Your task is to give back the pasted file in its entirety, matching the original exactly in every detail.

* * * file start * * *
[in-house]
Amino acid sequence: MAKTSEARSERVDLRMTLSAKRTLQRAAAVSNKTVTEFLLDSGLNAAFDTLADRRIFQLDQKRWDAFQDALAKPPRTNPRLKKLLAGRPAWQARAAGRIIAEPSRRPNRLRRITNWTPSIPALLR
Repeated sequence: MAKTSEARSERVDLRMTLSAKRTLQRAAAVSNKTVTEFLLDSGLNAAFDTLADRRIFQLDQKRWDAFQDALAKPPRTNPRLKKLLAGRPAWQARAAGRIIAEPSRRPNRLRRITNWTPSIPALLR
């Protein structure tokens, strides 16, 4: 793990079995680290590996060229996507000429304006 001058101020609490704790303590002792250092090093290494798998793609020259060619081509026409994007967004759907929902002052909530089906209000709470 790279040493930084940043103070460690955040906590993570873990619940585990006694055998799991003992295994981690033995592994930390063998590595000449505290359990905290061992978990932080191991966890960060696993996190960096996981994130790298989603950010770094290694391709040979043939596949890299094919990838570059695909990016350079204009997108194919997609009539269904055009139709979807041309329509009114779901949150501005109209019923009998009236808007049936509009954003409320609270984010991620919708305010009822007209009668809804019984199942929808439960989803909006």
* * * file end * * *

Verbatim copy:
[in-house]
Amino acid sequence: MAKTSEARSERVDLRMTLSAKRTLQRAAAVSNKTVTEFLLDSGLNAAFDTLADRRIFQLDQKRWDAFQDALAKPPRTNPRLKKLLAGRPAWQARAAGRIIAEPSRRPNRLRRITNWTPSIPALLR
Repeated sequence: MAKTSEARSERVDLRMTLSAKRTLQRAAAVSNKTVTEFLLDSGLNAAFDTLADRRIFQLDQKRWDAFQDALAKPPRTNPRLKKLLAGRPAWQARAAGRIIAEPSRRPNRLRRITNWTPSIPALLR
């Protein structure tokens, strides 16, 4: 793990079995680290590996060229996507000429304006 001058101020609490704790303590002792250092090093290494798998793609020259060619081509026409994007967004759907929902002052909530089906209000709470 790279040493930084940043103070460690955040906590993570873990619940585990006694055998799991003992295994981690033995592994930390063998590595000449505290359990905290061992978990932080191991966890960060696993996190960096996981994130790298989603950010770094290694391709040979043939596949890299094919990838570059695909990016350079204009997108194919997609009539269904055009139709979807041309329509009114779901949150501005109209019923009998009236808007049936509009954003409320609270984010991620919708305010009822007209009668809804019984199942929808439960989803909006």